When you think of car accidents, you probably picture one car crashing into another. What you may not realize is that, according to the National Highway Traffic Safety Administration, nearly 5,000 pedestrians are fatally injured in motor vehicle related accidents. This commonly occurs when a pedestrian tries to cross a highway.
When a pedestrian is injured, he or she may be able to recover for someone else’s negligence. Negligence occurs when an individual has a duty of care that they fail to meet, and because of that failure, another person is injured and suffers some form of damages or harm. A standard duty of care is what a reasonable person would do in similar circumstances.
Driver’s Duty of Care
Drivers have a special duty of care to behave reasonably under certain circumstances. When a driver does not do so, that is considered negligence. Common causes of driver negligence include:
- Distracted driving
- Not yielding when pedestrians have the right of way
- Driving under the influence of drugs or alcohol
- Failing to signal when turning
- Disregarding traffic signs/lights
- Disregarding the weather
Though we all have many duties of care, sometimes special relationships create a special duty of care. One such special duty of care is a driver of any child or children, who are at the greatest risk of being hit by a vehicle between the ages of five and nine. In this case, the driver must exercise even more care in the presence of children and wherever children are seen or likely to be seen.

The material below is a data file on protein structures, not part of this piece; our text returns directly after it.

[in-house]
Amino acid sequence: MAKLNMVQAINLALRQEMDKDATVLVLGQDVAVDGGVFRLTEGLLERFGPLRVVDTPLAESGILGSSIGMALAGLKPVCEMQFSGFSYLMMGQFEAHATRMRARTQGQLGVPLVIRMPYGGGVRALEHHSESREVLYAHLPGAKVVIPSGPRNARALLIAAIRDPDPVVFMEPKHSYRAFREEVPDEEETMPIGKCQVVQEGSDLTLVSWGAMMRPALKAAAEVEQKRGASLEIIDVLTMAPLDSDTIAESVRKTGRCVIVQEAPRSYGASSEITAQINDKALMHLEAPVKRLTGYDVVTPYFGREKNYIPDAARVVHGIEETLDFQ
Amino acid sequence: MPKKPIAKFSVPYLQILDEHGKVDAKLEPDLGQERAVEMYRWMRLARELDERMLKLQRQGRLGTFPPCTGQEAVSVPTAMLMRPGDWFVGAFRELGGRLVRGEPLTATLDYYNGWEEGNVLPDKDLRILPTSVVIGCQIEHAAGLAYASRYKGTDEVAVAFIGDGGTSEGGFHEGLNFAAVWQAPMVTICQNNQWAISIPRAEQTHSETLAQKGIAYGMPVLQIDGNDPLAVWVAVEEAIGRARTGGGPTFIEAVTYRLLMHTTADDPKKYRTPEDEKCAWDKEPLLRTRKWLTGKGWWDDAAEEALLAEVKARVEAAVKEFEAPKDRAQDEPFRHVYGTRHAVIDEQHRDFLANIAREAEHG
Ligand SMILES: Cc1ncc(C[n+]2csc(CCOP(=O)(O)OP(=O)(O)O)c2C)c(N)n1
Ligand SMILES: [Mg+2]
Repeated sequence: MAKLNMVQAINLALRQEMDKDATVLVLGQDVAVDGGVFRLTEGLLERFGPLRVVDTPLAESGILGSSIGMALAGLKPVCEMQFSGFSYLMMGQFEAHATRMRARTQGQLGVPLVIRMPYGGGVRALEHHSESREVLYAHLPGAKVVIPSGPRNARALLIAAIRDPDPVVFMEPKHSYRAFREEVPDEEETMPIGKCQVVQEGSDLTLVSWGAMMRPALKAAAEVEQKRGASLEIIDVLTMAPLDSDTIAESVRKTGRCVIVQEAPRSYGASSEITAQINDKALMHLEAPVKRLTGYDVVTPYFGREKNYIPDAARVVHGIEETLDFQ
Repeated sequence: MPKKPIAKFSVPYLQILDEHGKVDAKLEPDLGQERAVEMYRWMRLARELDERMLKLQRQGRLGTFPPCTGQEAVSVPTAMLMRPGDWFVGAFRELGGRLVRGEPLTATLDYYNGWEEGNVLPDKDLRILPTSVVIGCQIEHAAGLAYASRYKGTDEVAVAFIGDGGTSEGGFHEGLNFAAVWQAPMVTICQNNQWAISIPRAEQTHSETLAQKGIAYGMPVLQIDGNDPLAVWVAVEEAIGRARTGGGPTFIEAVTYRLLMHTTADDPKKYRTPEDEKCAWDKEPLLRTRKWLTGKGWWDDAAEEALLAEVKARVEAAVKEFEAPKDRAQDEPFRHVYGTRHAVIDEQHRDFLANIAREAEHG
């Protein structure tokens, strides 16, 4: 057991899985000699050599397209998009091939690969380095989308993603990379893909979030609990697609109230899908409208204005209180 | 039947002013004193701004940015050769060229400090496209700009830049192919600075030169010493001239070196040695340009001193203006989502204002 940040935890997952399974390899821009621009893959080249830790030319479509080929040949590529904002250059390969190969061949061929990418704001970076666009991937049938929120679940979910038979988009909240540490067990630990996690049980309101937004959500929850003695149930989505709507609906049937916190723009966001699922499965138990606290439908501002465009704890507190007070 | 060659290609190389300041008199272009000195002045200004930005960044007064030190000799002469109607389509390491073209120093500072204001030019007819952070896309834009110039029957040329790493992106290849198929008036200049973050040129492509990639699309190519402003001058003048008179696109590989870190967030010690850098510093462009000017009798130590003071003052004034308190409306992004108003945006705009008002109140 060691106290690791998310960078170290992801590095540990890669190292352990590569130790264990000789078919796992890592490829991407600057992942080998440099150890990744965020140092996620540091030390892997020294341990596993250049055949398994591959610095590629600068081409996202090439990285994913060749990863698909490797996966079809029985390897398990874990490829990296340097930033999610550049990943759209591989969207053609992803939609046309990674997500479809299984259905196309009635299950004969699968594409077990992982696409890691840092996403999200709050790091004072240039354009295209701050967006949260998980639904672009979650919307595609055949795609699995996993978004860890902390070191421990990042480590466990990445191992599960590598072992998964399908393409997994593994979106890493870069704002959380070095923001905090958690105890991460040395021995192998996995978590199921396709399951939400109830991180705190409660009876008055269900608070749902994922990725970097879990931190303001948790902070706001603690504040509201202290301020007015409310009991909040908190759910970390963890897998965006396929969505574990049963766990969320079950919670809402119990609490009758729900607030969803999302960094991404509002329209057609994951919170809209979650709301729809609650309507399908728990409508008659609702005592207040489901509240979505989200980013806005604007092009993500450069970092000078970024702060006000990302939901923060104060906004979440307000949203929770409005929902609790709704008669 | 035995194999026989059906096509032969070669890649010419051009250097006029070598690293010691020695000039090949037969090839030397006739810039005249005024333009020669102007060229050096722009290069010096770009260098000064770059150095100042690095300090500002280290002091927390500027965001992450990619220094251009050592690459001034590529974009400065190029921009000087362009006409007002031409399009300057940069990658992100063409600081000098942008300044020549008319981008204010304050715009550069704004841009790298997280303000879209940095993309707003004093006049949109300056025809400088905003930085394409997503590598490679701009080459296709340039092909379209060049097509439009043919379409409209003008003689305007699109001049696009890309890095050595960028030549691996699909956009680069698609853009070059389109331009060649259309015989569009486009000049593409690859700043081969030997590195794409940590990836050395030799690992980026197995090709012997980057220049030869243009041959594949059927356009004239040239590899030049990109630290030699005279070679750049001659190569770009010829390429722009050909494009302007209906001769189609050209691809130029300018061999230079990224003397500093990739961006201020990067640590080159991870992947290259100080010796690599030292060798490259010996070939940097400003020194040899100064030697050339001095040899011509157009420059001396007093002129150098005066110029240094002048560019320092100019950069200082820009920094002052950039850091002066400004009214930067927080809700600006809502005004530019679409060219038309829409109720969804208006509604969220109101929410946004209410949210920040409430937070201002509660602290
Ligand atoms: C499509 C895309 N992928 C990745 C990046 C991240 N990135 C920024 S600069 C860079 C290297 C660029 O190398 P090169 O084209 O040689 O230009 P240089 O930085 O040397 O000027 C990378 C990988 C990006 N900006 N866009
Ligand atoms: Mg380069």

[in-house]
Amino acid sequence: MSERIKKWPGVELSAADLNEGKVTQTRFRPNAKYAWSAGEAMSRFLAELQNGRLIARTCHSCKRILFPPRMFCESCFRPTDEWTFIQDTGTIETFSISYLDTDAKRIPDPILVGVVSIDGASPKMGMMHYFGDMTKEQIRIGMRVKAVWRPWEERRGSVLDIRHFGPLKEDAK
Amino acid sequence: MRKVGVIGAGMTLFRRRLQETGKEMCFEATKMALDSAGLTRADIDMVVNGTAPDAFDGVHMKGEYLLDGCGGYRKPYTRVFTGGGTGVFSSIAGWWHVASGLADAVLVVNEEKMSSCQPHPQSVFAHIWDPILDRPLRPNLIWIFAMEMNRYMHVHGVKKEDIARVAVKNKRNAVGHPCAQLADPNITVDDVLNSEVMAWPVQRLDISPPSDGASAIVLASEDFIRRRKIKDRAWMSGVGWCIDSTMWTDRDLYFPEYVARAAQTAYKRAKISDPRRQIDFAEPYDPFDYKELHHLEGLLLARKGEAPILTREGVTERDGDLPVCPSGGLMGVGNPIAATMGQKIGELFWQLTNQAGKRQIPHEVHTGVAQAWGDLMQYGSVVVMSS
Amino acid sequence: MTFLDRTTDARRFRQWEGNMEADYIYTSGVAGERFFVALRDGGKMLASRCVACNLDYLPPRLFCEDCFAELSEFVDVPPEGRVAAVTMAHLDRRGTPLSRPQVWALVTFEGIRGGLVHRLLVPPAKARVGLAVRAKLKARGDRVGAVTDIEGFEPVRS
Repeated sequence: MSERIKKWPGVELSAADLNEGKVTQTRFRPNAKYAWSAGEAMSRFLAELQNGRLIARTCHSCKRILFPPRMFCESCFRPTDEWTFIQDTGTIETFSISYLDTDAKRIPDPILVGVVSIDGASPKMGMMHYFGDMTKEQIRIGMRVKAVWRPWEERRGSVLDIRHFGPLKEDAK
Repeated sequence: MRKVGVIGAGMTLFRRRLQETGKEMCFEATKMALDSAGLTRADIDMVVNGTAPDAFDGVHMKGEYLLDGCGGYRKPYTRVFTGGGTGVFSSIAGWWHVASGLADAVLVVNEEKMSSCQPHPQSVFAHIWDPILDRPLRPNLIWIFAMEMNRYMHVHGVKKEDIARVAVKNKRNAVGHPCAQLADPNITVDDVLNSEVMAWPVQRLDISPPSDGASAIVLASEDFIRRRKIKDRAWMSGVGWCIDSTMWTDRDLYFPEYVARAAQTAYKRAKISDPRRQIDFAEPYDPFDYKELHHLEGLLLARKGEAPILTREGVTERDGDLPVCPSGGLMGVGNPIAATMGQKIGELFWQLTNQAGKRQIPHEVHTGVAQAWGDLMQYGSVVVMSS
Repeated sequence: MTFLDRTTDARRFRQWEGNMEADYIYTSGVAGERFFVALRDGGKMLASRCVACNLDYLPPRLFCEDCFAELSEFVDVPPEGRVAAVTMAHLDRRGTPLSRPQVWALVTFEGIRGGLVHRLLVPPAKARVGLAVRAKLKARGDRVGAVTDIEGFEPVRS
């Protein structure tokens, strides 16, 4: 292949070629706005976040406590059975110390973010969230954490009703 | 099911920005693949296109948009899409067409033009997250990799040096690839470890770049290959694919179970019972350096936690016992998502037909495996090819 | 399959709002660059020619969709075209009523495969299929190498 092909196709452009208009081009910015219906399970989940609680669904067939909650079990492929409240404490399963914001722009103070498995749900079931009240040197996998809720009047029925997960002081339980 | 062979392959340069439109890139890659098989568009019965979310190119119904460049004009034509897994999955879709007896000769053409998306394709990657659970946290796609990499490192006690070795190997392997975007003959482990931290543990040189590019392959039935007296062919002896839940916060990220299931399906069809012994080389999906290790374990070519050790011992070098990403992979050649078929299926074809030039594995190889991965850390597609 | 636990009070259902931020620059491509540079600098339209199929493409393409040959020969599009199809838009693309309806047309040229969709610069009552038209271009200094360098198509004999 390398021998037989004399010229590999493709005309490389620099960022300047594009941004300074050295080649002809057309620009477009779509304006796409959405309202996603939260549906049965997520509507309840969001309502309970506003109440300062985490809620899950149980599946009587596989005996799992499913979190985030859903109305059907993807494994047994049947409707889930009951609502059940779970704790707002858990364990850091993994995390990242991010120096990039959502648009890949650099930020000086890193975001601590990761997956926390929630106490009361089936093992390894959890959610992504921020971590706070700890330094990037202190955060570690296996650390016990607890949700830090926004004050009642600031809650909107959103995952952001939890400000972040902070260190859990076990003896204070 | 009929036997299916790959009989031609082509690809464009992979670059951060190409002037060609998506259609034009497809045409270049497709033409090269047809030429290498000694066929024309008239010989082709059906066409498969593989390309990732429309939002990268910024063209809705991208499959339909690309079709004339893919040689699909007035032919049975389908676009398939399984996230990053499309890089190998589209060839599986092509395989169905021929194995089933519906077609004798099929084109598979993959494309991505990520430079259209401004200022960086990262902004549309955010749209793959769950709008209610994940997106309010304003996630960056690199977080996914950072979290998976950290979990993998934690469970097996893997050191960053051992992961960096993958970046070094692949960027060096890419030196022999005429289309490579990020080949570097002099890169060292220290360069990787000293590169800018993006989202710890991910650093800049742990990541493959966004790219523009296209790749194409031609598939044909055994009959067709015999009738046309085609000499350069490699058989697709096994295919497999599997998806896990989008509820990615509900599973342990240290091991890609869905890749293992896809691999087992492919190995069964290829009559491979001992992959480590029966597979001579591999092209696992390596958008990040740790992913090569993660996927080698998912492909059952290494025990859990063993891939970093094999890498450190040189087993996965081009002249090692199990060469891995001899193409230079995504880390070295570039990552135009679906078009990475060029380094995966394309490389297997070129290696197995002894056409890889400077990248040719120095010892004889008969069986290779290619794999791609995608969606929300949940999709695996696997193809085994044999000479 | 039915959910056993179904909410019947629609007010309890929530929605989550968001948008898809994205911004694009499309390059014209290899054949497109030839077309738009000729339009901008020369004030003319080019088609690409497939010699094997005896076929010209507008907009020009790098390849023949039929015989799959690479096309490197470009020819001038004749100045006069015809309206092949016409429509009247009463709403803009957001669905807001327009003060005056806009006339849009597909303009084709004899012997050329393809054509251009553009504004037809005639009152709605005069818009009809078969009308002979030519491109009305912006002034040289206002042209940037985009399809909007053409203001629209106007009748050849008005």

Pedestrian’s Duty of Care
Drivers are not the only ones with a duty of care. Pedestrians are also required to exercise reasonable care for themselves. This is viewed on a case-by-case basis as different situations and dangers require different levels of care. Some of the most common factors contributing to a pedestrian’s negligence include:
- Failing to cross in designated cross-walks
- Running in front of a vehicle
- Crossing the street without attention paid to certain signals
- Entering traffic
- Looking at electronics rather than paying attention
- Consuming alcohol and being intoxicated
If a pedestrian is negligent in his or her own injury, he or she may be responsible for contributory negligence.
Premises liability is the duty that a property owner must safely maintain and warn of any non-obvious dangerous conditions. To recover damages in a premises liability claim, a pedestrian must prove that a dangerous condition existed and that the owner of the property knew of the risk by showing one of the following:
- The owner created the condition.
- The owner knew that the condition existed but failed to remedy it.
- The condition existed long enough that the owner should have known of it and remedied it.
Delaware County Personal Injury Lawyers at Eckell Sparks Advocate for Victims of Pedestrian Accidents
If you or someone you love has been injured in a pedestrian accident, it is important that you act as soon as possible to remain within the statute of limitations. At Eckell, Sparks, Levy, Auerbach, Monte, Sloane, Matthews & Auslander, P.C., our Delaware County personal injury lawyers help victims obtain the compensation they deserve. With offices in Media and West Chester, Pennsylvania, we serve clients from the surrounding areas including Delaware County, Chester County, Montgomery County, and throughout the Philadelphia metropolitan area. For a free consultation, call 610-565-3701 or contact us online today.